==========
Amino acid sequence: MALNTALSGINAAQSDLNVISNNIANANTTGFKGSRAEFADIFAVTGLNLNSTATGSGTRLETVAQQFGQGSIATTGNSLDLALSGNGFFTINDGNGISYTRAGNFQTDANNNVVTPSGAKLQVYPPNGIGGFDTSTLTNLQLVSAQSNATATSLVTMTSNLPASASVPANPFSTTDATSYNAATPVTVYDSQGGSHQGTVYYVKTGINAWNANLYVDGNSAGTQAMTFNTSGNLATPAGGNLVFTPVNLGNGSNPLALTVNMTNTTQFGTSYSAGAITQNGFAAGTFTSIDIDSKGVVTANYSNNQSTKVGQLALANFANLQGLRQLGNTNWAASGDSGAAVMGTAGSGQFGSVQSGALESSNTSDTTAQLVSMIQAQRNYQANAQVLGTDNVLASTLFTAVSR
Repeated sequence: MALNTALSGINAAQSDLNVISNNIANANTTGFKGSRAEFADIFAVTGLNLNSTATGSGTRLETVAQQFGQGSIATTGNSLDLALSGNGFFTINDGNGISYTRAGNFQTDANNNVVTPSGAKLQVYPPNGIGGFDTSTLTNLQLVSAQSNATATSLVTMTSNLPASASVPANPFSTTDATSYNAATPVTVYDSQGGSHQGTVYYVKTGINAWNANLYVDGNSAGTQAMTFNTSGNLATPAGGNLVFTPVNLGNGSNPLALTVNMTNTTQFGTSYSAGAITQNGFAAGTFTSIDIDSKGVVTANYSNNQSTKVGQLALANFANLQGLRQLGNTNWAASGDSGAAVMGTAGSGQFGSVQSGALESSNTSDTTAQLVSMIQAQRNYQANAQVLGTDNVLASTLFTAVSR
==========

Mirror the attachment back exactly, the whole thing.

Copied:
Amino acid sequence: MALNTALSGINAAQSDLNVISNNIANANTTGFKGSRAEFADIFAVTGLNLNSTATGSGTRLETVAQQFGQGSIATTGNSLDLALSGNGFFTINDGNGISYTRAGNFQTDANNNVVTPSGAKLQVYPPNGIGGFDTSTLTNLQLVSAQSNATATSLVTMTSNLPASASVPANPFSTTDATSYNAATPVTVYDSQGGSHQGTVYYVKTGINAWNANLYVDGNSAGTQAMTFNTSGNLATPAGGNLVFTPVNLGNGSNPLALTVNMTNTTQFGTSYSAGAITQNGFAAGTFTSIDIDSKGVVTANYSNNQSTKVGQLALANFANLQGLRQLGNTNWAASGDSGAAVMGTAGSGQFGSVQSGALESSNTSDTTAQLVSMIQAQRNYQANAQVLGTDNVLASTLFTAVSR
Repeated sequence: MALNTALSGINAAQSDLNVISNNIANANTTGFKGSRAEFADIFAVTGLNLNSTATGSGTRLETVAQQFGQGSIATTGNSLDLALSGNGFFTINDGNGISYTRAGNFQTDANNNVVTPSGAKLQVYPPNGIGGFDTSTLTNLQLVSAQSNATATSLVTMTSNLPASASVPANPFSTTDATSYNAATPVTVYDSQGGSHQGTVYYVKTGINAWNANLYVDGNSAGTQAMTFNTSGNLATPAGGNLVFTPVNLGNGSNPLALTVNMTNTTQFGTSYSAGAITQNGFAAGTFTSIDIDSKGVVTANYSNNQSTKVGQLALANFANLQGLRQLGNTNWAASGDSGAAVMGTAGSGQFGSVQSGALESSNTSDTTAQLVSMIQAQRNYQANAQVLGTDNVLASTLFTAVSR